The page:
You have traveled so much for work and on holiday that there isn’t possibly anything new you could learn. Wrong! Volunteering sites provide access to unedited life stories, local reality and needs. You can be in a beautiful hotel in the north of Zanzibar, for example, and never speak to a single person who grew up there. Even if you do speak to them, it’s most likely going to be a set of polite greetings.
When you volunteer, you become part of the community. There is something truly amazing about walking through a village and hear people of all ages call out to you from their homes: “Teacher Nicole! Teacher Pauline! Teacher Toni!” Whether you are 18 or 40, your status is of an educator. You will also meet the locals and understand what their lives are like. You will get extra interpretation of what you have learned from your volunteer coordinators.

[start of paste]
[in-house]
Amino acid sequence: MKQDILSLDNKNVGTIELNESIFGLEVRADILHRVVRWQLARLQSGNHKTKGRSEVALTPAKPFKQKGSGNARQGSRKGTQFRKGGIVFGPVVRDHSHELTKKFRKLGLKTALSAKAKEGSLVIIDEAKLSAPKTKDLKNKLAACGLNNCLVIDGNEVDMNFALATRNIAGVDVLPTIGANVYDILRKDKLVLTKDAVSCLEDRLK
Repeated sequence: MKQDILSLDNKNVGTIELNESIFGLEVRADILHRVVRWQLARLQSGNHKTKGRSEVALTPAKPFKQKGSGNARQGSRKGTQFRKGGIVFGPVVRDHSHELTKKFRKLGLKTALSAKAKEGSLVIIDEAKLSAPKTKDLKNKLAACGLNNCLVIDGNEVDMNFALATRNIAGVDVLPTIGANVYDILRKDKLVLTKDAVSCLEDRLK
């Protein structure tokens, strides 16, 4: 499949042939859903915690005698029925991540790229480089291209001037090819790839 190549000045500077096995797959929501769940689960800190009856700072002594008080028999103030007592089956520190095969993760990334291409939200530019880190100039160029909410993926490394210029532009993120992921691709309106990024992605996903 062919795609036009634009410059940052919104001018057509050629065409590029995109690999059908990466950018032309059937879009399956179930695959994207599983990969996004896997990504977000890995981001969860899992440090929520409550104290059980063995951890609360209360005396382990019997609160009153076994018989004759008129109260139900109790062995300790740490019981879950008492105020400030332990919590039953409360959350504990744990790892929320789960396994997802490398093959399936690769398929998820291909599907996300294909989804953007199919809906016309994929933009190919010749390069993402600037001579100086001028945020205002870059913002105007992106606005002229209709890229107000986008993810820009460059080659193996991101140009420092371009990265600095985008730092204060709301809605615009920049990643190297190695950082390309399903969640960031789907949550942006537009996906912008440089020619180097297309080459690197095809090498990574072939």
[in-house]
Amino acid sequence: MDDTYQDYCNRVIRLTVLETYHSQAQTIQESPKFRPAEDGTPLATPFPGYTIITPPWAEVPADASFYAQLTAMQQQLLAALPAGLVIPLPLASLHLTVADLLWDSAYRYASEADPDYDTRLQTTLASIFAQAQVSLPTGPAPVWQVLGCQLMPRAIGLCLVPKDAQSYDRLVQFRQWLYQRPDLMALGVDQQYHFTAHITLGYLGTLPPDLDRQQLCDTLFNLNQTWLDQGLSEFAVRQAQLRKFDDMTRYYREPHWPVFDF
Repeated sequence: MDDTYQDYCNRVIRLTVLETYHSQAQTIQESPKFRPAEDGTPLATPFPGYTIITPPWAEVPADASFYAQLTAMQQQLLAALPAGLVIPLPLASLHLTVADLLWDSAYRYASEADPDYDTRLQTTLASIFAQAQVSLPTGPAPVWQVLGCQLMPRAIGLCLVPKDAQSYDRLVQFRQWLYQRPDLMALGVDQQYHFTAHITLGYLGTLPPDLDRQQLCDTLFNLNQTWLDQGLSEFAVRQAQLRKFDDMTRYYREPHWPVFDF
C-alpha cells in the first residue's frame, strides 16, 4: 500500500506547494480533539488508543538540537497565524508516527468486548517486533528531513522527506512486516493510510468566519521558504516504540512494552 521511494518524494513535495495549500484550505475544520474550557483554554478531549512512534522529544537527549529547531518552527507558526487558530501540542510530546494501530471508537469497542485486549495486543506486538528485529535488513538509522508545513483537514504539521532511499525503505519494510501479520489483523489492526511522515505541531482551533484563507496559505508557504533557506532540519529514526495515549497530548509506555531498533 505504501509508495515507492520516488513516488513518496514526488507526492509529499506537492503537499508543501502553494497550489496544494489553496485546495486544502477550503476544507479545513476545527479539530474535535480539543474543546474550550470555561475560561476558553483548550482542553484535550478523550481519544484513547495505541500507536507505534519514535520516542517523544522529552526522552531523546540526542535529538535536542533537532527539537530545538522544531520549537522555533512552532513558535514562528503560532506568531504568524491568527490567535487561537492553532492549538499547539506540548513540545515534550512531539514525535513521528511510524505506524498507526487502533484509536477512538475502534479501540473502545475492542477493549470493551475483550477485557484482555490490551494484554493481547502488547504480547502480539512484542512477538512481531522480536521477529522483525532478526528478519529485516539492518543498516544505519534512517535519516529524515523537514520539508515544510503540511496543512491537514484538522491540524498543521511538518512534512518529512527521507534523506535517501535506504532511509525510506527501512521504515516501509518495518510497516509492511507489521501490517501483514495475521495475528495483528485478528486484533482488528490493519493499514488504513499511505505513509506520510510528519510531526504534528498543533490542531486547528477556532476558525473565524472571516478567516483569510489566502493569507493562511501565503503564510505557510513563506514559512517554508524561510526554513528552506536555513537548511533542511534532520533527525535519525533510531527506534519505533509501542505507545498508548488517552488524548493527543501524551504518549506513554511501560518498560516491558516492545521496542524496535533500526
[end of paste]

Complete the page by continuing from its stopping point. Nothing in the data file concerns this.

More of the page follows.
Turning 40? Never volunteered abroad? If you read the post this far, I hope you sign up for a project close to your heart!

The Huffington Post

Things That Have Made Travel Better

Chis Clayton has compiled an interesting list of 85 Things That Have Made Travel Better. Featured in Delta Sky Magazine‘s June 2014 Innovation Issue, #24 is VOLUNTOURISM:

“Global Travelers are increasingly choosing to mix travel and philanthropy, from building soccer fields to helping orphaned lion cubs. Some well-regarded programs include Roadmonkey, Globe Aware, and Habitat for Humanity …”

Delta_Sky_Magazine

Sky

8 Reasons to Take Your Teens On a Volunteer Vacation

DSCN3001By Sucheta Rawal

Travel Writer

Posted: 06/09/2014 4:27 pm EDT Updated: 06/09/2014 4:59 pm EDT

Huffington Post, Travel Section